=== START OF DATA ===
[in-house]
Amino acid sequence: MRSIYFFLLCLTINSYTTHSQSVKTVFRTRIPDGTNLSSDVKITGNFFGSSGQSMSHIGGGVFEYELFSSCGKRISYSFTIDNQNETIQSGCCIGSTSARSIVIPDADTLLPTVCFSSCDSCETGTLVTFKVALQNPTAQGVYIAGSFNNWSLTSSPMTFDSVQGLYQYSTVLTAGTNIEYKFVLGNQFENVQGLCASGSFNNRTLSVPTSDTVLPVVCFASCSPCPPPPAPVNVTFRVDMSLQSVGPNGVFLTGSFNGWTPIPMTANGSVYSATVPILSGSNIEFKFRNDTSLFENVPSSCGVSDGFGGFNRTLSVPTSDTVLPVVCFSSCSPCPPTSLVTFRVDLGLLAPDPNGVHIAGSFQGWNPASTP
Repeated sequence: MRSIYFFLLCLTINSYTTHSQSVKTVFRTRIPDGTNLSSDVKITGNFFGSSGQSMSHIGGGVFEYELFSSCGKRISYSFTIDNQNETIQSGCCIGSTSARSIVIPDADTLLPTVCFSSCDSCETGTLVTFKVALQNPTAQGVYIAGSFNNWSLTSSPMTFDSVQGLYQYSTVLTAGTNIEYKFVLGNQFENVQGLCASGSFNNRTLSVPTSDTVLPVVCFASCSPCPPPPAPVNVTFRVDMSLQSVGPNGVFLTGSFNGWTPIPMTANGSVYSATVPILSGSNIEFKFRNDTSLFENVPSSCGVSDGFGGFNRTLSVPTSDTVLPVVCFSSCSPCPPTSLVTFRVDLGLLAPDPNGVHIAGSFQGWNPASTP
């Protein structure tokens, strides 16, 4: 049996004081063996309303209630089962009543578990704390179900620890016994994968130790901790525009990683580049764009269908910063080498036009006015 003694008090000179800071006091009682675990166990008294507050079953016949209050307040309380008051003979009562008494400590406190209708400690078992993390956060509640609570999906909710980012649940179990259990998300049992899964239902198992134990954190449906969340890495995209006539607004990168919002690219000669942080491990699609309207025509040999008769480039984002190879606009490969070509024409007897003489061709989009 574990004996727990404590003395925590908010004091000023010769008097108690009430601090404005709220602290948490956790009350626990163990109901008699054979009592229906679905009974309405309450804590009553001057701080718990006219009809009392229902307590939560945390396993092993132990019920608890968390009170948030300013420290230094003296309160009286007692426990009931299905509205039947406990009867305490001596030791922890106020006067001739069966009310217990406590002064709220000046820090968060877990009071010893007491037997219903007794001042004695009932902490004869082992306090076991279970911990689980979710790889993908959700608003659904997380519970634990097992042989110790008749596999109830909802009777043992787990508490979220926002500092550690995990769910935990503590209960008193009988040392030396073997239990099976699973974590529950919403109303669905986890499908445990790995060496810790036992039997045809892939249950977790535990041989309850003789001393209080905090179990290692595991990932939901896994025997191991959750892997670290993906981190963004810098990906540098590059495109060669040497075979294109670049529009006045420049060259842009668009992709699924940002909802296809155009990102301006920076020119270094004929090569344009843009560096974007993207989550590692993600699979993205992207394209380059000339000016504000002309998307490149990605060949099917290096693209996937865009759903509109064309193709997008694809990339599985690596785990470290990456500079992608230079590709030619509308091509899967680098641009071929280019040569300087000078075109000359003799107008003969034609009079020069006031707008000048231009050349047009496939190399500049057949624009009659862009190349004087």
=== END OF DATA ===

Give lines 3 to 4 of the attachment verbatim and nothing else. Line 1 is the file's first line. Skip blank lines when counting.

Repeated sequence: MRSIYFFLLCLTINSYTTHSQSVKTVFRTRIPDGTNLSSDVKITGNFFGSSGQSMSHIGGGVFEYELFSSCGKRISYSFTIDNQNETIQSGCCIGSTSARSIVIPDADTLLPTVCFSSCDSCETGTLVTFKVALQNPTAQGVYIAGSFNNWSLTSSPMTFDSVQGLYQYSTVLTAGTNIEYKFVLGNQFENVQGLCASGSFNNRTLSVPTSDTVLPVVCFASCSPCPPPPAPVNVTFRVDMSLQSVGPNGVFLTGSFNGWTPIPMTANGSVYSATVPILSGSNIEFKFRNDTSLFENVPSSCGVSDGFGGFNRTLSVPTSDTVLPVVCFSSCSPCPPTSLVTFRVDLGLLAPDPNGVHIAGSFQGWNPASTP
């Protein structure tokens, strides 16, 4: 049996004081063996309303209630089962009543578990704390179900620890016994994968130790901790525009990683580049764009269908910063080498036009006015 003694008090000179800071006091009682675990166990008294507050079953016949209050307040309380008051003979009562008494400590406190209708400690078992993390956060509640609570999906909710980012649940179990259990998300049992899964239902198992134990954190449906969340890495995209006539607004990168919002690219000669942080491990699609309207025509040999008769480039984002190879606009490969070509024409007897003489061709989009 574990004996727990404590003395925590908010004091000023010769008097108690009430601090404005709220602290948490956790009350626990163990109901008699054979009592229906679905009974309405309450804590009553001057701080718990006219009809009392229902307590939560945390396993092993132990019920608890968390009170948030300013420290230094003296309160009286007692426990009931299905509205039947406990009867305490001596030791922890106020006067001739069966009310217990406590002064709220000046820090968060877990009071010893007491037997219903007794001042004695009932902490004869082992306090076991279970911990689980979710790889993908959700608003659904997380519970634990097992042989110790008749596999109830909802009777043992787990508490979220926002500092550690995990769910935990503590209960008193009988040392030396073997239990099976699973974590529950919403109303669905986890499908445990790995060496810790036992039997045809892939249950977790535990041989309850003789001393209080905090179990290692595991990932939901896994025997191991959750892997670290993906981190963004810098990906540098590059495109060669040497075979294109670049529009006045420049060259842009668009992709699924940002909802296809155009990102301006920076020119270094004929090569344009843009560096974007993207989550590692993600699979993205992207394209380059000339000016504000002309998307490149990605060949099917290096693209996937865009759903509109064309193709997008694809990339599985690596785990470290990456500079992608230079590709030619509308091509899967680098641009071929280019040569300087000078075109000359003799107008003969034609009079020069006031707008000048231009050349047009496939190399500049057949624009009659862009190349004087």